At the same time, we don’t want to burden our teams with things they don’t need. Deliverables should serve a purpose for the team and for the teams downstream. Meetings outside of Status, Learning Cycle and Integration Events need focus to be productive. All participants in the Events and other meetings should have something useful to contribute.
Real Time Reusable Knowledge
Finally, every time we make a decision — right or wrong — we learn something. If it turned out to be a good decision, we want to make that knowledge available to others. If it didn’t work out, then failure to capture the knowledge makes it likely that the same mistake will be made again. We don’t need to over-complicate this. Key Decision and Knowledge Gap reports do this automatically. Consider writing Key Decision-style reports for major Known Solutions decisions to capture the team’s rationale.
At the same time, these five requirements are necessary but not sufficient. Here are three errors that decision-makers run into sometimes, even if all five of these are in place, that can make your decision-making process unnecessarily wasteful.
Mistakes people make with their decision-making process that generate waste
These three errors make a decision-making process more difficult than it needs to be, which is unnecessary waste.
Confusing standardization with good process. Although the pre-flight inspection process may seem like it’s highly standardized, in practice airplanes differ a lot. A small prop plane that flies every hour between Portland and Seattle faces different stresses than an intercontinental 777 that may fly one long flight per day. The pilots’ checklists reflect this diversity, as well as the ways the pilots individualize the checklists based upon their own experiences with the plane. The diversity of decisions we make in product development defy even this level of standardization. Instead, it’s better to focus your personal efforts on adherence to the principles and practices of good decision-making, rather than the use of a standardized process or a fixed set of tools.
Not distinguishing between stakeholder engagement and consensus decision-making. Good decision-making requires input from others, but that does not mean that all decisions are consensus decisions. The pilot owns the decision to fly. Similarly, Steve Jobs took personal responsibility for every product Apple made. Who is ultimately responsible for decisions in your product development programs? If the answer is no one — or everyone — then you may be taking longer than necessary to make decisions.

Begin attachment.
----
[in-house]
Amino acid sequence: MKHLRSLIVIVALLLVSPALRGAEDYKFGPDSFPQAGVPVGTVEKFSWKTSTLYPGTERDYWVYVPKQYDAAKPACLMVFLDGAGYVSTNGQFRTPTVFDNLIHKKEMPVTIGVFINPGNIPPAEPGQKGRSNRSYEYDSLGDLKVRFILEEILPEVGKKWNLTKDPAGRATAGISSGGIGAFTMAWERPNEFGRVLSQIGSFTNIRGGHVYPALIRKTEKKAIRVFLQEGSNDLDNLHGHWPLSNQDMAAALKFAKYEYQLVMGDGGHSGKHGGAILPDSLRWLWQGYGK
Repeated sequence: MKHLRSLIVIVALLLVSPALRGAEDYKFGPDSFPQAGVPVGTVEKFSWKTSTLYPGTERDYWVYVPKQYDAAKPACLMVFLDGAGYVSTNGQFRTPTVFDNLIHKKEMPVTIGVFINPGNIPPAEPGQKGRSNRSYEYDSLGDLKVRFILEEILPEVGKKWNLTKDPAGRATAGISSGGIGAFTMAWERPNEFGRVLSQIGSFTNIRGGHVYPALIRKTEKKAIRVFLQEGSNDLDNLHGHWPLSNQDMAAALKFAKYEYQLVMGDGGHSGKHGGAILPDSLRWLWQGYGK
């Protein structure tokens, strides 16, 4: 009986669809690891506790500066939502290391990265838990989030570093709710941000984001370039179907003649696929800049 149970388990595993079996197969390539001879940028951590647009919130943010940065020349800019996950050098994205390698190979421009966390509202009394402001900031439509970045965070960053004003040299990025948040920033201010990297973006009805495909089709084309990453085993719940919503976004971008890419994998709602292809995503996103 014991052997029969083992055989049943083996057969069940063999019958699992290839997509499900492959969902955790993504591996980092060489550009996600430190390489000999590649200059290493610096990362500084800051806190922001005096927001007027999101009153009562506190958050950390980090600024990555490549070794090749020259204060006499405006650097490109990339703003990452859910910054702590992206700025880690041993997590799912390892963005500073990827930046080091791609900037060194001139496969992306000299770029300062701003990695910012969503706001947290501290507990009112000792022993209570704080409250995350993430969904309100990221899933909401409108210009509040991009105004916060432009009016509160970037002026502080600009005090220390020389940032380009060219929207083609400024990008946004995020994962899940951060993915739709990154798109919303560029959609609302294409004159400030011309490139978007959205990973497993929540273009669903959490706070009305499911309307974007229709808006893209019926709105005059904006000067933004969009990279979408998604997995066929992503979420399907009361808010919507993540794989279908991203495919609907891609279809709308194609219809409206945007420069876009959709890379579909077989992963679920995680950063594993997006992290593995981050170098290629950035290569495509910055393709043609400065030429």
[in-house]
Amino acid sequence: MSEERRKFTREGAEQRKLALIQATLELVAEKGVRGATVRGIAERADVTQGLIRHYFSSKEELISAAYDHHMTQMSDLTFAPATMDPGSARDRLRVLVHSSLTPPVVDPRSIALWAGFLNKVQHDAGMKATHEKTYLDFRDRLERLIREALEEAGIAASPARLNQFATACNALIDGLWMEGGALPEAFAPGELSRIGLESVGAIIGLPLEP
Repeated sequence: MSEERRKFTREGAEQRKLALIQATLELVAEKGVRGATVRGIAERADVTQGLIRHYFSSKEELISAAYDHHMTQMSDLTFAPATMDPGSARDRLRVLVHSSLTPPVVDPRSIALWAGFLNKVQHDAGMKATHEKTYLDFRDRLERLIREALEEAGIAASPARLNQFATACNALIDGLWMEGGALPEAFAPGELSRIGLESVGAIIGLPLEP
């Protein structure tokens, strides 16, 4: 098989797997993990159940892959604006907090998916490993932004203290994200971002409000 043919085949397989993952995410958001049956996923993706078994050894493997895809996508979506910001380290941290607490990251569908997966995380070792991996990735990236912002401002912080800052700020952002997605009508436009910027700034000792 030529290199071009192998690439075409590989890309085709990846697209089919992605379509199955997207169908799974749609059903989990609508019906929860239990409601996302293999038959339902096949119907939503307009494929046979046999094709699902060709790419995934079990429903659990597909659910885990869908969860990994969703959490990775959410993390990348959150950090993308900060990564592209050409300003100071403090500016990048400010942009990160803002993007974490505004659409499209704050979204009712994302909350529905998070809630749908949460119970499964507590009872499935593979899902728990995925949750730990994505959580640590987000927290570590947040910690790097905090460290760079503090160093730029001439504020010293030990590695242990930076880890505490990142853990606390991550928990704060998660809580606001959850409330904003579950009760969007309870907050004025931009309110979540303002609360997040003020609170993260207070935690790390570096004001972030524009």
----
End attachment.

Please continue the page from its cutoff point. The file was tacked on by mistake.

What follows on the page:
Failure to recognize the role of subjective judgements in making good decisions. While we strive to be data-driven, it is possible to take this too far, and exclude the elements of tacit knowledge, experience and intuition. If the data says one thing, but your stomach tells you something else, pay attention! Chances are, the data is not giving you a complete picture.
While I’ve discussed these guidelines in the context of Rapid Learning Cycles, they are general principles that apply to many of the major decisions we make in business and in our personal lives. We may not be responsible for over one hundred passengers on a plane, but we are responsible for making decisions that leads to a product that meets customer needs and delivers business value.
Your Next Steps
Here are some first steps to help decision-makers commit to fly the plane:
- Make sure your decision-making process includes the experts and stakeholders without muddying the role of the key decision-maker(s) and that you have the decision makers at your Integration Events.
- Whether or not you are using Rapid Learning Cycles, build the knowledge you need to make the decision as a conscious learning cycle: Design the learning activities, run the Experiment and Capture what you learned. This will help you make a better decision this time and next time.
- Capture the rationale behind decisions as well as the decision itself on your Key Decision reports — ideally update them real time in the Integration Events so that they capture the team’s understanding on the date the decision was made.